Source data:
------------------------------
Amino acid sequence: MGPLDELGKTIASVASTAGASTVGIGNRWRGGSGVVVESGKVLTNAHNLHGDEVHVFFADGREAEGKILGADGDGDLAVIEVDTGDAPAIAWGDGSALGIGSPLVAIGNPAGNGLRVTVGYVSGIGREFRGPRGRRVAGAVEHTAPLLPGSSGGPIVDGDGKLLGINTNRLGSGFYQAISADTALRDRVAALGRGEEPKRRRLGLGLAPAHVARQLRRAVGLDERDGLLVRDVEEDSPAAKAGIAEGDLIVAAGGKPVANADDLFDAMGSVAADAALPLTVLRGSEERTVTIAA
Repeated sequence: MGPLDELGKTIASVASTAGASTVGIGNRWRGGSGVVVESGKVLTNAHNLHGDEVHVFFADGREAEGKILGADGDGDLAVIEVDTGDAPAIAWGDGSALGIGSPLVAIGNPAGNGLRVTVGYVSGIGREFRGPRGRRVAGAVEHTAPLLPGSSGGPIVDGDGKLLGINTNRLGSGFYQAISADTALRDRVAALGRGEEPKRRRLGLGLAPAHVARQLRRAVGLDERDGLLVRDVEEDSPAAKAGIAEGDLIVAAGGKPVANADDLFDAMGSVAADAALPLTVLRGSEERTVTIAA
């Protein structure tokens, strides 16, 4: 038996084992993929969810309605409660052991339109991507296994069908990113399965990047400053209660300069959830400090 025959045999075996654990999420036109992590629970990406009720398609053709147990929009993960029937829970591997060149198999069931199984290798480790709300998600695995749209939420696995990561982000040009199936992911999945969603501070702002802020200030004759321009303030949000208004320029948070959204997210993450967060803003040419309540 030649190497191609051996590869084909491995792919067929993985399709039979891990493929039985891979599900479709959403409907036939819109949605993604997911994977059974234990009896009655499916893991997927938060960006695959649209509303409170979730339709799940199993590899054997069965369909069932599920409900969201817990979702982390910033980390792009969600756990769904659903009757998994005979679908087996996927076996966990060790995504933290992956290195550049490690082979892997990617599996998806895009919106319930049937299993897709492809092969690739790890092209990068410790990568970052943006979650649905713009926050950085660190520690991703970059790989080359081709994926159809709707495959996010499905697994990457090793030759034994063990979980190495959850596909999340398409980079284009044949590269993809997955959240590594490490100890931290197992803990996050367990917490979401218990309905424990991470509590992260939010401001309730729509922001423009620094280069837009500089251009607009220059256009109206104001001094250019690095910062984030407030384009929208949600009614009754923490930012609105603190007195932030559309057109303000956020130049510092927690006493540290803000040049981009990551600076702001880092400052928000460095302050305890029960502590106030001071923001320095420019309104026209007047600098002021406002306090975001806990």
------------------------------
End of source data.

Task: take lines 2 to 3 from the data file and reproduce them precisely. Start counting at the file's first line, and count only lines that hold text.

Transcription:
Repeated sequence: MGPLDELGKTIASVASTAGASTVGIGNRWRGGSGVVVESGKVLTNAHNLHGDEVHVFFADGREAEGKILGADGDGDLAVIEVDTGDAPAIAWGDGSALGIGSPLVAIGNPAGNGLRVTVGYVSGIGREFRGPRGRRVAGAVEHTAPLLPGSSGGPIVDGDGKLLGINTNRLGSGFYQAISADTALRDRVAALGRGEEPKRRRLGLGLAPAHVARQLRRAVGLDERDGLLVRDVEEDSPAAKAGIAEGDLIVAAGGKPVANADDLFDAMGSVAADAALPLTVLRGSEERTVTIAA
């Protein structure tokens, strides 16, 4: 038996084992993929969810309605409660052991339109991507296994069908990113399965990047400053209660300069959830400090 025959045999075996654990999420036109992590629970990406009720398609053709147990929009993960029937829970591997060149198999069931199984290798480790709300998600695995749209939420696995990561982000040009199936992911999945969603501070702002802020200030004759321009303030949000208004320029948070959204997210993450967060803003040419309540 030649190497191609051996590869084909491995792919067929993985399709039979891990493929039985891979599900479709959403409907036939819109949605993604997911994977059974234990009896009655499916893991997927938060960006695959649209509303409170979730339709799940199993590899054997069965369909069932599920409900969201817990979702982390910033980390792009969600756990769904659903009757998994005979679908087996996927076996966990060790995504933290992956290195550049490690082979892997990617599996998806895009919106319930049937299993897709492809092969690739790890092209990068410790990568970052943006979650649905713009926050950085660190520690991703970059790989080359081709994926159809709707495959996010499905697994990457090793030759034994063990979980190495959850596909999340398409980079284009044949590269993809997955959240590594490490100890931290197992803990996050367990917490979401218990309905424990991470509590992260939010401001309730729509922001423009620094280069837009500089251009607009220059256009109206104001001094250019690095910062984030407030384009929208949600009614009754923490930012609105603190007195932030559309057109303000956020130049510092927690006493540290803000040049981009990551600076702001880092400052928000460095302050305890029960502590106030001071923001320095420019309104026209007047600098002021406002306090975001806990």